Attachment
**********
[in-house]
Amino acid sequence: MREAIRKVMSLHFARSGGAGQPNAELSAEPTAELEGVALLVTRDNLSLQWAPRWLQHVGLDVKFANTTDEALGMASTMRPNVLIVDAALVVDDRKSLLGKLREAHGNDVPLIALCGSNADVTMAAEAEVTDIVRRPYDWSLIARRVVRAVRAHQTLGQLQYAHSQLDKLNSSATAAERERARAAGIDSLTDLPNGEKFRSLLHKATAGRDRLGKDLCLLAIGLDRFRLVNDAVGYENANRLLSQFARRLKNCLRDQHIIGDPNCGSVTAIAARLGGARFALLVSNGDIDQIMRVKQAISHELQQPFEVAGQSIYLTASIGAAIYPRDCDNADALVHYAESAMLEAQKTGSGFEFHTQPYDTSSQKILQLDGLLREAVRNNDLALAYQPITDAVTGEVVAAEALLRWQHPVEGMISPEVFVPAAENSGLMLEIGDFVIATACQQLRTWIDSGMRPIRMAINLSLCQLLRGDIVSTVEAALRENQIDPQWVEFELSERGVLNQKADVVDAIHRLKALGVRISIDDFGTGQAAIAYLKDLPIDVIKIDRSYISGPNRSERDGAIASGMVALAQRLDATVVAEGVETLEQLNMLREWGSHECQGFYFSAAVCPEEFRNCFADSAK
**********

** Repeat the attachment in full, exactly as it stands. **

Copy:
[in-house]
Amino acid sequence: MREAIRKVMSLHFARSGGAGQPNAELSAEPTAELEGVALLVTRDNLSLQWAPRWLQHVGLDVKFANTTDEALGMASTMRPNVLIVDAALVVDDRKSLLGKLREAHGNDVPLIALCGSNADVTMAAEAEVTDIVRRPYDWSLIARRVVRAVRAHQTLGQLQYAHSQLDKLNSSATAAERERARAAGIDSLTDLPNGEKFRSLLHKATAGRDRLGKDLCLLAIGLDRFRLVNDAVGYENANRLLSQFARRLKNCLRDQHIIGDPNCGSVTAIAARLGGARFALLVSNGDIDQIMRVKQAISHELQQPFEVAGQSIYLTASIGAAIYPRDCDNADALVHYAESAMLEAQKTGSGFEFHTQPYDTSSQKILQLDGLLREAVRNNDLALAYQPITDAVTGEVVAAEALLRWQHPVEGMISPEVFVPAAENSGLMLEIGDFVIATACQQLRTWIDSGMRPIRMAINLSLCQLLRGDIVSTVEAALRENQIDPQWVEFELSERGVLNQKADVVDAIHRLKALGVRISIDDFGTGQAAIAYLKDLPIDVIKIDRSYISGPNRSERDGAIASGMVALAQRLDATVVAEGVETLEQLNMLREWGSHECQGFYFSAAVCPEEFRNCFADSAK